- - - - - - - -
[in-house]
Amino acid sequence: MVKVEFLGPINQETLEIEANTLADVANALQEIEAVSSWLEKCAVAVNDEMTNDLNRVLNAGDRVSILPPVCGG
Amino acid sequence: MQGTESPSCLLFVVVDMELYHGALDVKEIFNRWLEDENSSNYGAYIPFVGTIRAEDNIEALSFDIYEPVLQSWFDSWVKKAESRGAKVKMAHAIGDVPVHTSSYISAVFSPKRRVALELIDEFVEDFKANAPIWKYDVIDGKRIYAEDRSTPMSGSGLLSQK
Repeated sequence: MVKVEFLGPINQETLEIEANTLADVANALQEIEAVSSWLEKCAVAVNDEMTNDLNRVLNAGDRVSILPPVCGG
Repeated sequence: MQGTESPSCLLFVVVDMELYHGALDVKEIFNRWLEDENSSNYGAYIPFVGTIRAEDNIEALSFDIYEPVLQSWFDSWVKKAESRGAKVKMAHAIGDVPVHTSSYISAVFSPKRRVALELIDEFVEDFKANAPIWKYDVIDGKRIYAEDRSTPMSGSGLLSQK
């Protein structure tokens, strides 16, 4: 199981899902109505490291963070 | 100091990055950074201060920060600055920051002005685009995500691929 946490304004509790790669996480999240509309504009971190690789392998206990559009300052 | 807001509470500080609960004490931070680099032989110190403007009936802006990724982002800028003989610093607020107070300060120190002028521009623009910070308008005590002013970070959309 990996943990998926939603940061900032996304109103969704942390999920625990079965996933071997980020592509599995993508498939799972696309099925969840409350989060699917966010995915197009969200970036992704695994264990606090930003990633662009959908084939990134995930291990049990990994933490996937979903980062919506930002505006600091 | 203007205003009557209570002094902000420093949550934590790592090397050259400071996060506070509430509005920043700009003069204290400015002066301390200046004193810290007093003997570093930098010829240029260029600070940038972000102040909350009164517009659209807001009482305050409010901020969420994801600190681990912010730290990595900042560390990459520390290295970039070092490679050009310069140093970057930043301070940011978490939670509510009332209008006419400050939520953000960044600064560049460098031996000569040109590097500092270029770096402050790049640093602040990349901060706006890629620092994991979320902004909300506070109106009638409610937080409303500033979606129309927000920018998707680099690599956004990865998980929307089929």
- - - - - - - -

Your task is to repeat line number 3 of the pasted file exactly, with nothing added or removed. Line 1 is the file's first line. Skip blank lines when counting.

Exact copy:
Amino acid sequence: MQGTESPSCLLFVVVDMELYHGALDVKEIFNRWLEDENSSNYGAYIPFVGTIRAEDNIEALSFDIYEPVLQSWFDSWVKKAESRGAKVKMAHAIGDVPVHTSSYISAVFSPKRRVALELIDEFVEDFKANAPIWKYDVIDGKRIYAEDRSTPMSGSGLLSQK